North Korea denies reports of behind-the-scenes talks with US
A top official at North Korea’s Foreign Ministry has accused South Korean President Moon Jae-in of lying about back channel talks between Pyongyang and Washington in order to manipulate public opinion, complicating efforts by Seoul to revive nuclear negotiations between the two sides.
The comments, published in North Korea’s state-run news outlet KCNA Thursday, come a day after Moon said officials from Pyongyang had been talking “behind the scenes” and “engaged in dialogue in regard to a third summit.”
Moon’s supposed revelation and a recent exchange of letters between North Korean leader Kim Jong Un and United States President Donald Trump had led to suggestions that the two sides could revive stalled denuclearization talks during Trump’s trip to Asia beginning Thursday.
Negotiations have, at least publicly, seemed to be stuck in neutral since the February summit between Trump and Kim in Hanoi ended abruptly and without an agreement.
The US Special Representative to North Korea, Stephen Biegun, said earlier this month that “the door is wide open” for talks to continue, but noted that “US-North Korean diplomacy has been in something of a holding pattern” since Hanoi.
In the statement published Thursday, Kwon Jong Gun, the director general of the Department of American Affairs at North Korea’s Foreign Ministry, denied Moon’s assertion that behind-the-scenes dialogue was taking place between and accused South Korea “trying to refurbish their image” by acting publicly as “if they are ‘mediating.'”
Since taking office in 2017, Moon has essentially positioned himself as mediator between the United States, a treaty ally of South Korea, and North Korea. But Kwon said that the recent detente between the two countries was due to the “personal relations between Comrade Chairman of the State Affairs Commission and the US President,” referring to Trump and Kim.
“If we have anything to liaise with the US, it will be simply done through the liaison channel already under operation between the DPRK and the US, and the negotiation, if any, will be held face to face between the DPRK and the US,” Kwon said.
“There will be no such a happening where anything will go through the South Korean authorities.”
‘A different forum’
Trump is due to arrive in Osaka Thursday evening local time for the two day meeting of international leaders, before traveling to Seoul to meet with with Moon Sunday.
Trump said Wednesday that he may speak with Kim on his trip to Asia “in a different forum,” but declined to specify what that would entail.
“I’ll be meeting with a lot of other people, not by him, but I may be speaking to him in a different forum. I’ll be going, as you know, to South Korea after we’re finished with the G20 and we’ll be there for about a day. We have a lot of meetings planned with a lot of different countries,” Trump said ahead of his departure.
But a US source familiar with the discussion between the three countries said Wednesday that Washington isn’t holding its breath for forward movement during Trump’s visit to South Korea, and accused Seoul of trying to talk up the potential of a third summit.
The source also echoed some of the criticism from North Korea’s Kwon, saying there are no specific plans for laying the groundwork for a future summit with Kim during Trump’s trip to Seoul.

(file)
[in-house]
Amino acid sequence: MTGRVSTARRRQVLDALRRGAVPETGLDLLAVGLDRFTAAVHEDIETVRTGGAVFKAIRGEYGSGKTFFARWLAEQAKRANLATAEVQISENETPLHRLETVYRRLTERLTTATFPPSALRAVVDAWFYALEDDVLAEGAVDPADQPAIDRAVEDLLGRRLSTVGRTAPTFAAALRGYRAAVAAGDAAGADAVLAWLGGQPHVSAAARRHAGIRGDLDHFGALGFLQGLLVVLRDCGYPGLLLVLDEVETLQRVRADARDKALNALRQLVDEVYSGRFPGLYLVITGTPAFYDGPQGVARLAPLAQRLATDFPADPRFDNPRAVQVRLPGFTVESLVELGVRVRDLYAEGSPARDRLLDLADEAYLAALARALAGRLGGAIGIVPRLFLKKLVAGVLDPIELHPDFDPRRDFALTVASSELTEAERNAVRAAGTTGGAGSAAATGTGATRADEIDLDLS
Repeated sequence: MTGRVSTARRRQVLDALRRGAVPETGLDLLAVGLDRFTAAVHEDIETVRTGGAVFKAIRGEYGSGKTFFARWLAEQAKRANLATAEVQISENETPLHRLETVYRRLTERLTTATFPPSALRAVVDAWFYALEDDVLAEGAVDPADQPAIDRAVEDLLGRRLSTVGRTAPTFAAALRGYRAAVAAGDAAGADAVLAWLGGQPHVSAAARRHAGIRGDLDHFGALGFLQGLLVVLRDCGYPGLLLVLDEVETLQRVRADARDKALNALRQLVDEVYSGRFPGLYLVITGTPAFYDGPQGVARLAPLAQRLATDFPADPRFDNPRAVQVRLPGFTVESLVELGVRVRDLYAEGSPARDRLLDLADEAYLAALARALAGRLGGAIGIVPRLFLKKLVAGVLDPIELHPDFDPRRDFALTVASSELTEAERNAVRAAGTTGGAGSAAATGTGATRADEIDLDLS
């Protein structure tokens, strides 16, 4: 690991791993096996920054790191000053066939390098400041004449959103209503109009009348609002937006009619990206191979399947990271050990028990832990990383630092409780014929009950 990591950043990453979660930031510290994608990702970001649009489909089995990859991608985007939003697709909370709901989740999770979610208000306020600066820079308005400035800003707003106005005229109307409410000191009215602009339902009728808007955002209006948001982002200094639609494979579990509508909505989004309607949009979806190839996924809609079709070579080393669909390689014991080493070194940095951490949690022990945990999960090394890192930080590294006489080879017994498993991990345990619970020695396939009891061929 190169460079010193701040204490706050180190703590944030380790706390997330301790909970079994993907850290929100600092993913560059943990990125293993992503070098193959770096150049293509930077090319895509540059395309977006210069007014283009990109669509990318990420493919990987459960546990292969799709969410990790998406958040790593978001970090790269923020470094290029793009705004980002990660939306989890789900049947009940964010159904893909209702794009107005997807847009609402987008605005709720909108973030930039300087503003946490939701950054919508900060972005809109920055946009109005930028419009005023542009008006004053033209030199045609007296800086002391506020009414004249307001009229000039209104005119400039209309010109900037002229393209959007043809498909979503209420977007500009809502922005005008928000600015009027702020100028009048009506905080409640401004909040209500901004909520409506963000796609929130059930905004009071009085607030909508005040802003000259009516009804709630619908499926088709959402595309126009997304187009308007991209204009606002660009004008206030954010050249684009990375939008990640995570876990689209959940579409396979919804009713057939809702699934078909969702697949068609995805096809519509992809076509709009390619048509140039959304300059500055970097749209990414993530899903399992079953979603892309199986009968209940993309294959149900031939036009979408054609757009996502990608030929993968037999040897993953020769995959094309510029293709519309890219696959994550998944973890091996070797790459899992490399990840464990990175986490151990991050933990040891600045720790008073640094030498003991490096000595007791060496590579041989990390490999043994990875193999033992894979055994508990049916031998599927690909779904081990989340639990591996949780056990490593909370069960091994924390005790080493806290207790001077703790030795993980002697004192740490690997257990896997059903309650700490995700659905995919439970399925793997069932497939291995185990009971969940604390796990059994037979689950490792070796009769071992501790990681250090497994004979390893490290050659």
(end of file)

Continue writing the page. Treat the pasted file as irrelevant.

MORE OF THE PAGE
Experts have also stressed the lack of preparation.
“Two improvised, unprepared summits have failed to produce a significant arms control deal. Today, we are even further from the necessary conditions for success than we were then. Working level negotiations and the South Korean peace process have both ground to a halt,” said Adam Mount, the director of the Defense Posture Project at the Federation of American Scientists.
“Kim Jong Un is no more ready to eliminate his nuclear arsenal now than he was a year ago. If the Trump administration is finally ready to craft an achievable agreement that starts with a verifiable nuclear and missile test freeze, it could make for a real win. But it requires a shift in strategy and serious preparation.”
Vipin Narang, a professor at MIT who specializes in nuclear proliferation and strategy, said it appears unlikely a summit is forthcoming.
“My expectations are low, and I think going forward it’s best to keep them there” he said, adding that it’s more likely that developments will come from meetings between senior officials.
Regarding the “different forum” Trump referred to, Narang said it’s possible Trump and Kim speak on the phone.
“The fundamentals are whether the US and North Korea are willing to walk down from their maximalist positions and there is no indication either have,” Narang said.
“And with each passing day it gets harder for them to do so without risking domestic hardliner backlash.”
Kwon’s comments published in KCNA also said the United States needs to consider a “realistic proposal” before North Korea returns to he table.
He also reiterated comments Kim made in an important policy speech in April, saying that the US needs to change its negotiating strategy by the end of the year or North Korea would be forced to reassess the value of negotiations.
“Even though we are to think of holding a dialogue with the US, we need first to see a proper approach towards the negotiation on the part of the US,” Kwon said.
“The US would be well advised to bear in mind that our repeated warning is not merely an empty word,” he said.
Those comments echoed rhetoric warning from a North Korean Foreign Ministry spokesman Wednesday, which accused Washington of “hostility” and “viciously” slandering Pyongyang.
That statement was careful to spare Trump from the criticism, instead directing it at his aides.
CNN’s Jake Kwon, Kylie Atwood and Maegan Vazquez contributed to this report